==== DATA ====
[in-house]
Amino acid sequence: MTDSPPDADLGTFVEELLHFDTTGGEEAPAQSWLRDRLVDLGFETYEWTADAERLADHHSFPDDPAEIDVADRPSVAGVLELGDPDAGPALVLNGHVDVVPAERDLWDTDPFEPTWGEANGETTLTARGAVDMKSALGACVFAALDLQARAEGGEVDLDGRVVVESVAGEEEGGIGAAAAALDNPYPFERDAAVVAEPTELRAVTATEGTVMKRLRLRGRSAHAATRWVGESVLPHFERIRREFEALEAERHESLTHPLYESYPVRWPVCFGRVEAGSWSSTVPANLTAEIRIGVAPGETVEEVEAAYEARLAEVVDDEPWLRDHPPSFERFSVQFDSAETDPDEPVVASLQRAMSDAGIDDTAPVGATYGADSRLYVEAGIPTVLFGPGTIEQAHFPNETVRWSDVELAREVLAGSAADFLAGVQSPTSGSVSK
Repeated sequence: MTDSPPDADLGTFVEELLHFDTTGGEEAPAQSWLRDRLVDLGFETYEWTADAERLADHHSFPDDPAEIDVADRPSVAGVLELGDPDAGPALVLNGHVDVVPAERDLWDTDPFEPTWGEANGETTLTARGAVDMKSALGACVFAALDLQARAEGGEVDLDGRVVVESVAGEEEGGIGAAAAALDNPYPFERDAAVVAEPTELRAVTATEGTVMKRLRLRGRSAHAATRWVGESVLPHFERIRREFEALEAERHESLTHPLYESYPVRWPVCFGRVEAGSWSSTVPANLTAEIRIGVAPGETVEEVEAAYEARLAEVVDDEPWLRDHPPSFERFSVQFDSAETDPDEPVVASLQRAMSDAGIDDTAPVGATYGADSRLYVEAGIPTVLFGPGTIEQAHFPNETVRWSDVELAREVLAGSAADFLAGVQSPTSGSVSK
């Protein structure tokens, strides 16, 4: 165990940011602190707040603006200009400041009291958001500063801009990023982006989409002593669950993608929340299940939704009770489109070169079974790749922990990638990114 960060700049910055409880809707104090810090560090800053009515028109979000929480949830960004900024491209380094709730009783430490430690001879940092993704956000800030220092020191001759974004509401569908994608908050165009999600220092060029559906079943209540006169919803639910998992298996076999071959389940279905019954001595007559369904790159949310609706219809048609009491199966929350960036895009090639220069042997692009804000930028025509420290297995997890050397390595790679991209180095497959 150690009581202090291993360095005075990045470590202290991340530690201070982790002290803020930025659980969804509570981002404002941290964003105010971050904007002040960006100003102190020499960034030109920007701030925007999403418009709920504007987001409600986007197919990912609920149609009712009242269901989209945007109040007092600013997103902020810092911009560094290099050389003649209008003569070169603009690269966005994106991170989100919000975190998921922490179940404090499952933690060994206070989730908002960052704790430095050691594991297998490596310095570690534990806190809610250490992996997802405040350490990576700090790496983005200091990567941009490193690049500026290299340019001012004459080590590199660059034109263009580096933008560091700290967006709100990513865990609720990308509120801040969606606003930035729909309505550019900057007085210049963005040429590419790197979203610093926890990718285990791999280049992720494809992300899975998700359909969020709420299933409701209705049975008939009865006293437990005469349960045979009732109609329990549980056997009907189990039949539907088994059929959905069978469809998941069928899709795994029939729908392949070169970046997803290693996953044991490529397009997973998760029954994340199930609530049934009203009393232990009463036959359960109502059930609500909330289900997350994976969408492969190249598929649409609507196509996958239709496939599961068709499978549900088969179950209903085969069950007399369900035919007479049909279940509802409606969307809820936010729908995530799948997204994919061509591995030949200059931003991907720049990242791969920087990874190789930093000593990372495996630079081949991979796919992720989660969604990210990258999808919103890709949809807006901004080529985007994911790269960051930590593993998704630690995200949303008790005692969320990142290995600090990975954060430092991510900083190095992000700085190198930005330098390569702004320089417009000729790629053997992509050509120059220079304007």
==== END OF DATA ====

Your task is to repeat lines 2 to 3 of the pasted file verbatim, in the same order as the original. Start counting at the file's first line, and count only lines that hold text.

Amino acid sequence: MTDSPPDADLGTFVEELLHFDTTGGEEAPAQSWLRDRLVDLGFETYEWTADAERLADHHSFPDDPAEIDVADRPSVAGVLELGDPDAGPALVLNGHVDVVPAERDLWDTDPFEPTWGEANGETTLTARGAVDMKSALGACVFAALDLQARAEGGEVDLDGRVVVESVAGEEEGGIGAAAAALDNPYPFERDAAVVAEPTELRAVTATEGTVMKRLRLRGRSAHAATRWVGESVLPHFERIRREFEALEAERHESLTHPLYESYPVRWPVCFGRVEAGSWSSTVPANLTAEIRIGVAPGETVEEVEAAYEARLAEVVDDEPWLRDHPPSFERFSVQFDSAETDPDEPVVASLQRAMSDAGIDDTAPVGATYGADSRLYVEAGIPTVLFGPGTIEQAHFPNETVRWSDVELAREVLAGSAADFLAGVQSPTSGSVSK
Repeated sequence: MTDSPPDADLGTFVEELLHFDTTGGEEAPAQSWLRDRLVDLGFETYEWTADAERLADHHSFPDDPAEIDVADRPSVAGVLELGDPDAGPALVLNGHVDVVPAERDLWDTDPFEPTWGEANGETTLTARGAVDMKSALGACVFAALDLQARAEGGEVDLDGRVVVESVAGEEEGGIGAAAAALDNPYPFERDAAVVAEPTELRAVTATEGTVMKRLRLRGRSAHAATRWVGESVLPHFERIRREFEALEAERHESLTHPLYESYPVRWPVCFGRVEAGSWSSTVPANLTAEIRIGVAPGETVEEVEAAYEARLAEVVDDEPWLRDHPPSFERFSVQFDSAETDPDEPVVASLQRAMSDAGIDDTAPVGATYGADSRLYVEAGIPTVLFGPGTIEQAHFPNETVRWSDVELAREVLAGSAADFLAGVQSPTSGSVSK